Ultimately all systems are finite.  Even the universe is governed by a set of laws. We may not be aware of those laws or understand how they affect us, but we can assume that there are laws and that they don’t change. The difference between living life in the universe and playing a game like chess, besides complexity, is that in the universe there are different levels. In life any activity exists in time and, as it unfolds, forces from other levels may interact with it or even disrupt it. In life we are not protected by a shell of rules that are set down and agreed upon by the different parties involved.

Chess, by some, is thought to be a good measure of intelligence. And at the present time the best chess-playing programs can beat the best human players. But forget that for a moment. Imagine that two machines play each other. One has a deeper and more thorough program. The other is good, but not as good. Theoretically the computer with the better program will win every time. This is so because the two programs exist in a closed system without influences from other levels. In life it is different. When I was a young man, I had a friend who was a good chess player, and even though I wasn’t nearly as talented as he was, we sometimes played. At first he always won, but then I saw that if I played an extremely conservative and defensive game, he eventually became bored and made mistakes. When that happened I could sometimes beat him. I had found an advantage, but it had nothing to do with my talent or my understanding of chess. It was psychological or emotional advantage. It was an advantage that came from a level outside of the vacuum of the game.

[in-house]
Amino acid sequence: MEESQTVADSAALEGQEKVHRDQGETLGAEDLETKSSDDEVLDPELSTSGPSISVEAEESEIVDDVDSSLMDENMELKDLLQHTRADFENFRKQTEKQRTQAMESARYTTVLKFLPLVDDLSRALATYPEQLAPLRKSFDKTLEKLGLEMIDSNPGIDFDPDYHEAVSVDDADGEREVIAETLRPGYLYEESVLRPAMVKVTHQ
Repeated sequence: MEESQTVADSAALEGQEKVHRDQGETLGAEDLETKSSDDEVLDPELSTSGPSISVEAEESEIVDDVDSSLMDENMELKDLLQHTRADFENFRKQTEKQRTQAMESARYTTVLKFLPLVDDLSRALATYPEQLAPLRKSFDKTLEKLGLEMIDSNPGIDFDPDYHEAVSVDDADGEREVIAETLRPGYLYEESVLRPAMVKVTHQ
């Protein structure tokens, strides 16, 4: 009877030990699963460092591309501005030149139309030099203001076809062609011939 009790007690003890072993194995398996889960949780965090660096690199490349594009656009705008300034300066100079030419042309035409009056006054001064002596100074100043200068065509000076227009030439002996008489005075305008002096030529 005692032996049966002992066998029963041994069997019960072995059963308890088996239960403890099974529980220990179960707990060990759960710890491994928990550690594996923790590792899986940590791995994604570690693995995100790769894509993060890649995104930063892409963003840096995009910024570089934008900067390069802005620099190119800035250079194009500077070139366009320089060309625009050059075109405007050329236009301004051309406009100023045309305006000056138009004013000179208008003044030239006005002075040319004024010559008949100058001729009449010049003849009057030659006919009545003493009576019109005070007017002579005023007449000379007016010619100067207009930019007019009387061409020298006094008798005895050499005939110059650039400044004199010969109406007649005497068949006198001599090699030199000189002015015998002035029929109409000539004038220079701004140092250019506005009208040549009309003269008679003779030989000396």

Of course this advantage would not help me in playing against a computer program—it would not make mistakes because it doesn’t know boredom—but it is also an advantage that could not be employed by the less thorough program to beat the better program. Because both programs act in a closed system, the lesser program is doomed to always be beaten by the better program.